But back to the show. We attended a few different lectures, talked with many of our vendors on the trade show floor, watched Midwest Barista Champ Mike Marquard compete in the USBC semi-finals and even headed to a little partay that Intelligentsia, La Marzocco and Espressi (makers of the MyPressi TWIST) were throwing at Intelligentsia’s roastery in L.A. Yes, Grammy got her groove on.
In this video, Gail talks to us about what she learned from the lectures we attended, discusses some new products we saw and even shares with us her new love for TWIST-inspired cocktails.
Rocket Espresso’s new Evoluzione machines are the next step in functionality. Sure, they’ve got many of the lovable features that other Rockets do (the E61 brew head, insulated steam and hot water wands, polished stainless steel casing) and share the dual pressure gauge functionality previously released on the Professional version, but these babies also have one major difference: They have a convertible water source, so you can easily switch between an internal reservoir or plumbing it in!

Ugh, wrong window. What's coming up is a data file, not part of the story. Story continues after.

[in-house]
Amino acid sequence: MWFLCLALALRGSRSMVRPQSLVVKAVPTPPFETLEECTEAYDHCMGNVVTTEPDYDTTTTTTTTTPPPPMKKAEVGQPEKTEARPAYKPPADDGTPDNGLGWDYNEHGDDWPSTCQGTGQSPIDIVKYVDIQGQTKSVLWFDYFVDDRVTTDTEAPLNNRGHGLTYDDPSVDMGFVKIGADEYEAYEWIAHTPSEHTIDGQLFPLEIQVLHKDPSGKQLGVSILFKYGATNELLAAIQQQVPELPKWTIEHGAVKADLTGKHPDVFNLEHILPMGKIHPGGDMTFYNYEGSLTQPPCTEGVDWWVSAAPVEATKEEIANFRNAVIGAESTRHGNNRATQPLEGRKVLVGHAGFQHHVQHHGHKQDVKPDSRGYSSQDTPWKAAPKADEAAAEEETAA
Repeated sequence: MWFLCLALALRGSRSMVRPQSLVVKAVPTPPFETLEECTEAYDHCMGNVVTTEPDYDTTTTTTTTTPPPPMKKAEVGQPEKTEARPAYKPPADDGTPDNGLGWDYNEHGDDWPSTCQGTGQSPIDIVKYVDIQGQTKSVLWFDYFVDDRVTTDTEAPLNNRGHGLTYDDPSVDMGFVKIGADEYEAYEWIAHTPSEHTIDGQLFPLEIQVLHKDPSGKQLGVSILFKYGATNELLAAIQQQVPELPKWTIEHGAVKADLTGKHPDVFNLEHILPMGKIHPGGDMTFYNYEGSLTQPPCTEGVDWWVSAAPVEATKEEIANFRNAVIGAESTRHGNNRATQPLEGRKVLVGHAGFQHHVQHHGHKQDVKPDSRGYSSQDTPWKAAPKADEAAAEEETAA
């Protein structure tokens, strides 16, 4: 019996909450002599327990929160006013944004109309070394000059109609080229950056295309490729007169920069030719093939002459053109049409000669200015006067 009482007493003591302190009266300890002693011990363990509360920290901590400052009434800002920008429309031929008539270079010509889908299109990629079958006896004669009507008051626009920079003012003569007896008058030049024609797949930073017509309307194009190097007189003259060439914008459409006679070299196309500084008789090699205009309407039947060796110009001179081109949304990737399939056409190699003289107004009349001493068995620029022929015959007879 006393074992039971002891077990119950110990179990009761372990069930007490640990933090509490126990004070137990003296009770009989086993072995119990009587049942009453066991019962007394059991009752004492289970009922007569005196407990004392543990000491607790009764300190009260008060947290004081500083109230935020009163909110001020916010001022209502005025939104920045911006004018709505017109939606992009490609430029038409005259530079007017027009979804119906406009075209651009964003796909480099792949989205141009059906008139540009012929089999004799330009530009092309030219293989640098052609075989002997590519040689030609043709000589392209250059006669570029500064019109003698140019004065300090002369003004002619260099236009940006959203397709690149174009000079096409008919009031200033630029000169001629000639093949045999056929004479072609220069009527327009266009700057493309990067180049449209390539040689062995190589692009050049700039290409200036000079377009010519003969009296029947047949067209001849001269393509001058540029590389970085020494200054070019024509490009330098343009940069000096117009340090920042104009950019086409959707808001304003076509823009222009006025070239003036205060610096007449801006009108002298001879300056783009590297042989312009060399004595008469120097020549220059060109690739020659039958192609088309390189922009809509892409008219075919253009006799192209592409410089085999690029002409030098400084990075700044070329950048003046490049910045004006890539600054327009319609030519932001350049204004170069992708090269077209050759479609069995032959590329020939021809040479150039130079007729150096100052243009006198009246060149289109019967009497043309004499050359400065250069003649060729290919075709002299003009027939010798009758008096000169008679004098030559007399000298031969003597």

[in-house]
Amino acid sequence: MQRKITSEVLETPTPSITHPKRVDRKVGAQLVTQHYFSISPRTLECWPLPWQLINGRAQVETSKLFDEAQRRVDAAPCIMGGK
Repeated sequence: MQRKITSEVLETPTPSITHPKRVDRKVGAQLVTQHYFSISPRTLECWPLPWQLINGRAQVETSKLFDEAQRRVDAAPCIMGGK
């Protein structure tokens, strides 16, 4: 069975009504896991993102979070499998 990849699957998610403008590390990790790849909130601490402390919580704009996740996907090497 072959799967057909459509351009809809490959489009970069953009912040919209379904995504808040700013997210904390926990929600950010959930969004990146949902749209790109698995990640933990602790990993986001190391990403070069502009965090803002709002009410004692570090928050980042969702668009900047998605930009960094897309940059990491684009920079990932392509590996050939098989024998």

If you’re looking to seriously upgrade your espresso setup, you might want to investigate the Mazzer grinders. We can’t emphasize enough how essential a good grind is for producing yummy espresso, and we’ve often even recommended people spend more on their grinder than on their actual espresso machine. Feels a little backward, eh? Well, that’s just how we do ’round these parts.
There are a few different Mazzer models available on the market, and in this video Gail walks us through three of them: Mini, Mini Electronic and Super Jolly. These burr grinders are classified as pretty sophisticated home grinders or can be used in a lower-capacity commercial/pro setting as well.